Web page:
Snapchat Plans Move Into Scripted Content by the End of the Year


  • Snapchat is likely to move into scripted content through its shows
  • Snapchat is relying on its partners to finance video content
  • Snap and Time Warner announced to produce shows in June

Photo-sharing platform Snapchat is likely to move into scripted content through its shows by the end of year.

A report in the Variety on Wednesday quoted Snapchat’s head of content Nick Bell as saying that the company was not helping to drive a stake into the heart of traditional broadcasters.

“Instead, it can help bolster them,” Bell said.

He added that mobile was the most complementary thing to TV that has been around. He clarified that Snapchat was not a “TV killer.”

“We’re really capturing the audience who are not probably consuming TV at the same rate and pace of engagement that they once were,” Bell was quoted as saying.

According to Bell, the Snapchat Show offshoot to “The Voice” helped boost the NBC programme’s viewer numbers.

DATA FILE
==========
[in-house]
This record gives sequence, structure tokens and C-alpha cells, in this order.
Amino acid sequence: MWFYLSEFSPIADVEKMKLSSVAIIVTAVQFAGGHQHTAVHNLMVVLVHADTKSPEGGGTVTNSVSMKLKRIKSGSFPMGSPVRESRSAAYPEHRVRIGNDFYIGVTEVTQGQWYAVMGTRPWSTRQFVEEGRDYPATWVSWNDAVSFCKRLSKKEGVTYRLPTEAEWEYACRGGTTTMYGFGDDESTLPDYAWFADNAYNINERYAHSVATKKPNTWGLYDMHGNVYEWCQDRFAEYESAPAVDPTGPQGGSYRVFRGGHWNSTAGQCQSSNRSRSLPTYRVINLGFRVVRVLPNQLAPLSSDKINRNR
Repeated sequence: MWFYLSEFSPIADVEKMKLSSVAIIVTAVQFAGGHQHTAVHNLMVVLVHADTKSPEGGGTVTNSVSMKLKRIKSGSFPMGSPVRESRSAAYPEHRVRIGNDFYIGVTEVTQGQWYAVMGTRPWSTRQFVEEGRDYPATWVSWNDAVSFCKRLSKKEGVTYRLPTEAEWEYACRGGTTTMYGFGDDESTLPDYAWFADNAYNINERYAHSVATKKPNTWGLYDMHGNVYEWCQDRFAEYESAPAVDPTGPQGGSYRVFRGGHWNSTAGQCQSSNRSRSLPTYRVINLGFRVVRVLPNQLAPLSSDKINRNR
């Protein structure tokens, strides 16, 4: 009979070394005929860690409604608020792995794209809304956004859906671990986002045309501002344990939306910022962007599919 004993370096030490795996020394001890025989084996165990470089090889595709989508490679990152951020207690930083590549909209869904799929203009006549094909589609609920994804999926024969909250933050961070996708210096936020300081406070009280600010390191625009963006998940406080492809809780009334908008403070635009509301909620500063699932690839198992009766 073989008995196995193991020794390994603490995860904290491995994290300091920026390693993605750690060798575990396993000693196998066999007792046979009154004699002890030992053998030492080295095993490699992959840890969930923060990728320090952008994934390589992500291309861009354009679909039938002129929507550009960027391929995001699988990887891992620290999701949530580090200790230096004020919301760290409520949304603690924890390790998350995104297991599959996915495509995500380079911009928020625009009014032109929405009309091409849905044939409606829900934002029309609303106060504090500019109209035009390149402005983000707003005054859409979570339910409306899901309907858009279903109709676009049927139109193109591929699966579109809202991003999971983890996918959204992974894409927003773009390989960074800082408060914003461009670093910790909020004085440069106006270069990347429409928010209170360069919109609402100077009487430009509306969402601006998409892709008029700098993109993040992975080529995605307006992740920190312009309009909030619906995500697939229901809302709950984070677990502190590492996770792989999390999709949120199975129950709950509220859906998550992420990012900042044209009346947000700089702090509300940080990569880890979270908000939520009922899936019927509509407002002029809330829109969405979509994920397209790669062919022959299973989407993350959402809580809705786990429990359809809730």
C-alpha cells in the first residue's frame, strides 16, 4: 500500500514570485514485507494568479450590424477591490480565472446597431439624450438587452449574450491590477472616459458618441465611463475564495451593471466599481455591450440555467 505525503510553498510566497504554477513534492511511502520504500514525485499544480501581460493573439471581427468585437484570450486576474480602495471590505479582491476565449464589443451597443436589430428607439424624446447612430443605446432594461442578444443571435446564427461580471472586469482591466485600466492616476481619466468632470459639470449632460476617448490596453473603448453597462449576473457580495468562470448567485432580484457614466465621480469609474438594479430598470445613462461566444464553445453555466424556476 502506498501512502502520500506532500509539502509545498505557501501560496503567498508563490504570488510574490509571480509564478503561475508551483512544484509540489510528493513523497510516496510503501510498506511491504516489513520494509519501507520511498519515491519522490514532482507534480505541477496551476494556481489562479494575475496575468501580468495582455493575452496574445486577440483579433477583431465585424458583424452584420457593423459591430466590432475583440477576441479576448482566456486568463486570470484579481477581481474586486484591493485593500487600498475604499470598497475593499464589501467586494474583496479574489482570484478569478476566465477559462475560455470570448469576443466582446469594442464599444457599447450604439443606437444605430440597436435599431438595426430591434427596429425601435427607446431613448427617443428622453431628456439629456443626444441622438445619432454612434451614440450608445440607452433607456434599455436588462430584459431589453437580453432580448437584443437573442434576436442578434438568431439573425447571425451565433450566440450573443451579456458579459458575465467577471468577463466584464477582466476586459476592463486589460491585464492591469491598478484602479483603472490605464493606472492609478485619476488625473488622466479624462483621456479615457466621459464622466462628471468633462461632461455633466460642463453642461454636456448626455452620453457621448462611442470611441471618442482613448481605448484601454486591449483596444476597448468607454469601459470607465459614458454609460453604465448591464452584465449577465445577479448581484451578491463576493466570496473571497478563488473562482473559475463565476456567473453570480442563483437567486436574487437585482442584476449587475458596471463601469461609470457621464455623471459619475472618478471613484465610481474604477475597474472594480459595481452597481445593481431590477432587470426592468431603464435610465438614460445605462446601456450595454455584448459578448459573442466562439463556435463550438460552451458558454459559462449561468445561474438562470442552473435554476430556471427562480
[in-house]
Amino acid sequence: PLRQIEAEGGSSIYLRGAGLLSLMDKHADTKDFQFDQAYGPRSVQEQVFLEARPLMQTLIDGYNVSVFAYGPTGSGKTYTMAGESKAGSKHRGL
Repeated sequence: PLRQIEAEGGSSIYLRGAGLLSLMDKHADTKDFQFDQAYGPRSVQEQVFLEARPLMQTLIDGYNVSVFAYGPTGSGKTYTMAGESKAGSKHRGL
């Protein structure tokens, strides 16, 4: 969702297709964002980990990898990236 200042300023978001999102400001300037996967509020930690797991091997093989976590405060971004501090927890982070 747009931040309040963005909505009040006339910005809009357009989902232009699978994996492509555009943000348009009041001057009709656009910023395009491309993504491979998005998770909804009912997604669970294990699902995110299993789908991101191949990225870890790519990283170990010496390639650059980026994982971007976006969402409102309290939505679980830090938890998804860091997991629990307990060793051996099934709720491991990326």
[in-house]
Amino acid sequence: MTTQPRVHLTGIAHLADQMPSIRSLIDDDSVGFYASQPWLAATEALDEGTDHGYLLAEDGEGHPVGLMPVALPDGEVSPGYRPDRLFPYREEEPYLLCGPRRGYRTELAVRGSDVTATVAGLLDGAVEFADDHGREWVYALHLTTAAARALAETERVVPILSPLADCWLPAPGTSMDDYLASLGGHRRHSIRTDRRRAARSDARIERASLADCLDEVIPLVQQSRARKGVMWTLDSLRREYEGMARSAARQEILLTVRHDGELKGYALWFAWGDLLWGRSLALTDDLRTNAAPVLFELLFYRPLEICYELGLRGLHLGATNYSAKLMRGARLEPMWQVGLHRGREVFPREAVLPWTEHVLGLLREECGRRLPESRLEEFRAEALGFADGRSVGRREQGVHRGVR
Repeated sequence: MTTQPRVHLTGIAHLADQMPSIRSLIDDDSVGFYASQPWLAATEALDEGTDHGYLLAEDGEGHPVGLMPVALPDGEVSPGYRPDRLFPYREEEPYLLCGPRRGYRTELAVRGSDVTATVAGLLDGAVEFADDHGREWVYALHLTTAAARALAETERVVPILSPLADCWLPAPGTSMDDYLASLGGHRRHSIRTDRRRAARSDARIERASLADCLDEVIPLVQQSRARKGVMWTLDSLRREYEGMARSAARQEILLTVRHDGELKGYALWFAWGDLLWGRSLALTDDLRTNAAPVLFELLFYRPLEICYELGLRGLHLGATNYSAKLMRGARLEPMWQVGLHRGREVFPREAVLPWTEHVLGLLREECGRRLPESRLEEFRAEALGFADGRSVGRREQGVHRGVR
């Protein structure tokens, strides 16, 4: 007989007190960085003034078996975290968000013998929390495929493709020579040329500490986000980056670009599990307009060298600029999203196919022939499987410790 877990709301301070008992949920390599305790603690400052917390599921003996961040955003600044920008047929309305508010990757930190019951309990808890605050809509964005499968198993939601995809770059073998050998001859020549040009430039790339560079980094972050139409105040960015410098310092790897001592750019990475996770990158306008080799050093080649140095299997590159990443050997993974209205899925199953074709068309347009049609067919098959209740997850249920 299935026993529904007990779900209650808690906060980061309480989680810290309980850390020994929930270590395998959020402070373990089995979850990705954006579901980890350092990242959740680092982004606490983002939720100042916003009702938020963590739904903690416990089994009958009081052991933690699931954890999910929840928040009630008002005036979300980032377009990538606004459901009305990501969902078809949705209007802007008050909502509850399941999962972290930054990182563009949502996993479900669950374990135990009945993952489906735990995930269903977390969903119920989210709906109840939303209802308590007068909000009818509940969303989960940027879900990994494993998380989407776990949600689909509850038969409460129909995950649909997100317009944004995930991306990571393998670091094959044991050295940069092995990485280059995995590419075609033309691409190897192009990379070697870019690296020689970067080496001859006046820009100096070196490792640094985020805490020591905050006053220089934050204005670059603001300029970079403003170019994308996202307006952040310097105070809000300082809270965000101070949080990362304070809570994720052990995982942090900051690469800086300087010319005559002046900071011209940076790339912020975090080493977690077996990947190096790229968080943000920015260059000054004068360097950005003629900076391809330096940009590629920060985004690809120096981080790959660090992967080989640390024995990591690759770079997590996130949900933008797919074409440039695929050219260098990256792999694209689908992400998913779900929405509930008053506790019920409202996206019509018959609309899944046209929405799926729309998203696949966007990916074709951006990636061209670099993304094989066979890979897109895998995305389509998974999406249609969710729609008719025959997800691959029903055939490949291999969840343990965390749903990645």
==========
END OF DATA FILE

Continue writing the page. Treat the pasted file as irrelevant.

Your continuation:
He claimed that his goal was to turn a smartphone into “the remote control for your TV consumption.”

“The scripted fare will conform to Snapchat’s view that long-form content isn’t suited to mobile, which Bell sees as fundamentally a new medium. The optimum length for Snapchat videos remains three to five minutes,” the report explained.

Currently, Snapchat is relying on its partners to finance video content rather than commissioning on its own.

“We’re still in early stages, and that certainly bodes well for the future,” Bell said.

“Beyond complementing television, Snapchat could also fit into the movie ecosystem, particularly with regard to studio tentpoles and franchises,” he added.

Earlier in June, Snap and cable television company Time Warner announced to produce shows for the social media platform as part of a two-year deal valued at $100 million (roughly Rs. 640 crores).

Aiming to connect with young audiences who consume data on-the-go, Snapchat in July launched headline news show “Stay Tuned” that are broadcast twice a day.

The broadcast features four or five segments focused on the top national and international stories of the day.


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